One of the ways that I do my research is through re-enactment… I would recommend it to any historical novelist as a fun way of researching their period. It I feel that it adds texture and depth to the writing. Once you have been thoroughly kippered cooking a cauldron of pottage over an open fire, you know exactly what it’s like and you know darned well that no-one with hanging sleeves ever got cooking pot duty! I have stood on a battle field and viewed it through the eye slits of a jousting helm. I have felt the weight of a mail hauberk on my shoulders and gripped a sword in my hand. None of these experiences can be gleaned from reading a reference book. There are aspects to living history that give you an edge on historical accuracy and access to details that no-one but another re-enactor can know!
Angela Levin said in the Daily Mail:
Forget Mr Darcy’s wet shirt. It’s much more fun to lust after a man in chain mail.
Read my novels and you’ll find out why!
The photograph on the left shows myself, my son Simon and my friend Eileen Lewis at The Robin Hood Pageant in Nottingham. My dress is an exact copy of the Herjolfsnes bog dress, discovered in Greenland and dating to the reign of Henry III, possibly earlier. I found the pattern in the London Museum book of Textiles and Clothing published by HMSO. Eileen Lewis is a retired pattern designer. She took my measurements and using the archaeological drawing made a pattern, and from that we made the first, prototype copy of the dress in purple linen.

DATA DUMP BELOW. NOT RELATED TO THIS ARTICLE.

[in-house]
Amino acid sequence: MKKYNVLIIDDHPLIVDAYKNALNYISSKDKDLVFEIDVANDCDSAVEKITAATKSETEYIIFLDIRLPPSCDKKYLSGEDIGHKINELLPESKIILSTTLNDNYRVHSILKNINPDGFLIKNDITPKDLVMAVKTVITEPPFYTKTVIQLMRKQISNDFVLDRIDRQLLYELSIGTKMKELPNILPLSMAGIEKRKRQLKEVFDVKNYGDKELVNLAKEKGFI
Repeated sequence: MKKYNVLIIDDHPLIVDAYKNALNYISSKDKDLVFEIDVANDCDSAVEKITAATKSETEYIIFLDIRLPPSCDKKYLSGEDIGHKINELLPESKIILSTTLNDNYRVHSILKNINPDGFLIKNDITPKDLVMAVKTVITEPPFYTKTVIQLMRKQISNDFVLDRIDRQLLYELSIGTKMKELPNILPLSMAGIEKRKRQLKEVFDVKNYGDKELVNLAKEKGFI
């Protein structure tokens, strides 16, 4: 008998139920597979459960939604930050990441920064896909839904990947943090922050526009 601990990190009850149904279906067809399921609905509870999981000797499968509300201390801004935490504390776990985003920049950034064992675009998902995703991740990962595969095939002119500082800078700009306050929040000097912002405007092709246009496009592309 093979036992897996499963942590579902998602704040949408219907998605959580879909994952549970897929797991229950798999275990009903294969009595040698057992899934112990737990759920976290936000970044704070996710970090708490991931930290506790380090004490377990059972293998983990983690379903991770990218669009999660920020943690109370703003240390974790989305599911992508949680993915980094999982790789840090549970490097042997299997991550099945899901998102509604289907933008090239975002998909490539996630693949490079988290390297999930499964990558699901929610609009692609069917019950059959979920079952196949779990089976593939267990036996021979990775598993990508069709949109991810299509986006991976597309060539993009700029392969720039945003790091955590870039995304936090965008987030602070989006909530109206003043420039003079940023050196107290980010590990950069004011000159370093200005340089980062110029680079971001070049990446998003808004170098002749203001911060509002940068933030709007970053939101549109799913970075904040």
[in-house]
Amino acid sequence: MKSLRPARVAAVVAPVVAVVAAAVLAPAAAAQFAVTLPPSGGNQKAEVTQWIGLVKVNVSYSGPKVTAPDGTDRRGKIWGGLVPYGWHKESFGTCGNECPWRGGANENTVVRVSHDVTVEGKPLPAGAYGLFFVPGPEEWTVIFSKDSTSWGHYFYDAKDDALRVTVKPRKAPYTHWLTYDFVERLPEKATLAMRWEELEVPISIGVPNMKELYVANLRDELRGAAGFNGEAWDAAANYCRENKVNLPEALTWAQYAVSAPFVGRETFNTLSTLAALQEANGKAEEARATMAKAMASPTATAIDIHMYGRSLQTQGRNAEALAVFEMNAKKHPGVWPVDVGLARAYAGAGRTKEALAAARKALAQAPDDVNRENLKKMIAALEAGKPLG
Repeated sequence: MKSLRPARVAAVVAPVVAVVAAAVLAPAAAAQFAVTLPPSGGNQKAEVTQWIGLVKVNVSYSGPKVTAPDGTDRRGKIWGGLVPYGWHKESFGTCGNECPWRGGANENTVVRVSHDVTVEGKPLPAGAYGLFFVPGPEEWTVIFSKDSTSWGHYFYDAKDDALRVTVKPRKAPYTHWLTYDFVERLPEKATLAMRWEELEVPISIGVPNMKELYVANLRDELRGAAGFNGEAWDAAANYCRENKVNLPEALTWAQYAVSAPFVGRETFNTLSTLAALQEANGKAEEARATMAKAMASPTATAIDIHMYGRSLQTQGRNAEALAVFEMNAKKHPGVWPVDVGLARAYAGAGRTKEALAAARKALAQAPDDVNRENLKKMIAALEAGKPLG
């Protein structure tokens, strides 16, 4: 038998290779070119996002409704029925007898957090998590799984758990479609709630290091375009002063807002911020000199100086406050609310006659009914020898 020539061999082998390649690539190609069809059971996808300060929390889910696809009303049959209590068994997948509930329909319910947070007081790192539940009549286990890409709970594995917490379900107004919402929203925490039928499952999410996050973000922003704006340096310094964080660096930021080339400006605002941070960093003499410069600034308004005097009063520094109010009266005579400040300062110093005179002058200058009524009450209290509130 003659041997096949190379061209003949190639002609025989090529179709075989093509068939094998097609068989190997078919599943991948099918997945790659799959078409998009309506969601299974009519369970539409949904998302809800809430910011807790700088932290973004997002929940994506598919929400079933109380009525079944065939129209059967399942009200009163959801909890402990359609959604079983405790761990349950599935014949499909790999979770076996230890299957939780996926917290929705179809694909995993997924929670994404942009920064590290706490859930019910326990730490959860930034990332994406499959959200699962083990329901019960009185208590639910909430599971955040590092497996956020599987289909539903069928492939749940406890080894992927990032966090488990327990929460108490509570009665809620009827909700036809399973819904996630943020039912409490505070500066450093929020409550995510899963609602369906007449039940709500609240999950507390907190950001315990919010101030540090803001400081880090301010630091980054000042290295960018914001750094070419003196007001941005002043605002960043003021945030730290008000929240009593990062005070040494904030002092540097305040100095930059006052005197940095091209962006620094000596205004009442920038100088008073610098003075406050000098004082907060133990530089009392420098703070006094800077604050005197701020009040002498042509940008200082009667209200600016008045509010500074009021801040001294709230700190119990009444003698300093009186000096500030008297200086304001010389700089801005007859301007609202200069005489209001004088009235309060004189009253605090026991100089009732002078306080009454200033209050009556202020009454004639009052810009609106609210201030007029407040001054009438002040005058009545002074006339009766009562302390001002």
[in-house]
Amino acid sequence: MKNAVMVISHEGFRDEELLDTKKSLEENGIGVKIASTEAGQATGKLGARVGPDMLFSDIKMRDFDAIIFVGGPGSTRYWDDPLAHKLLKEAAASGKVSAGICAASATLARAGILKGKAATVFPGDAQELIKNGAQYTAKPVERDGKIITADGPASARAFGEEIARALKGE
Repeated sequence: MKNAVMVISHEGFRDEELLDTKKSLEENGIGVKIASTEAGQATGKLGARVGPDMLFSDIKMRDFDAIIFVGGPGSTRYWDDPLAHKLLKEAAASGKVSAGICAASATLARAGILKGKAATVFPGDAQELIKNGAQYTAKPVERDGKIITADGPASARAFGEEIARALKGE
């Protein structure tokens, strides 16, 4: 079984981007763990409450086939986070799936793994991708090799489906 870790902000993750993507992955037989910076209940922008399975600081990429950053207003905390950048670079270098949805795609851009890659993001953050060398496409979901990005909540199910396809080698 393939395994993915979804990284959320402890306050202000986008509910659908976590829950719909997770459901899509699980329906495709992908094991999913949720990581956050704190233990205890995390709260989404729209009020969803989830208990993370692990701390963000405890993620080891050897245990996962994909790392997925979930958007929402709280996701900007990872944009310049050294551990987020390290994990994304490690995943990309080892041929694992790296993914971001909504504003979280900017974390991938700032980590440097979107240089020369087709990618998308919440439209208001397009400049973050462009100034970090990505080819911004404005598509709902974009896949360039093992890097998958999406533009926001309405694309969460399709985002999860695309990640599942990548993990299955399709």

The warrior in the photograph to the right is dressed in the manner of a Norman knight of the mid thirteenth century. His mail shirt is made up of thousands of interlinking steel rings, riveted together. An armourer could rivet approximately twenty three of these rings an hour – or so I am told by someone who has tried it! Beneath the mail shirt, he wears a gambeson – a quilted tunic. The mail shirt would absorb the cut of the blow on the battlefield; the gambeson would diffuse the impact. I own a piece of mail which I bring to talks and seminars. It’s amazing how touchy feely the stuff is – heavy but incredibly pliable, and with a seductive, musical jingle as you handle it. I showed my piece of mail to my agent when we went to lunch recently, and she was so smitten I had to wrest it off her to get it back – but that’s the effect is has on everyone! My thanks to Neil Griffiths for the pose!
For photos of armour, shields, knights and more, have a look at the re-enactment photos in the gallery. You may also like to visit: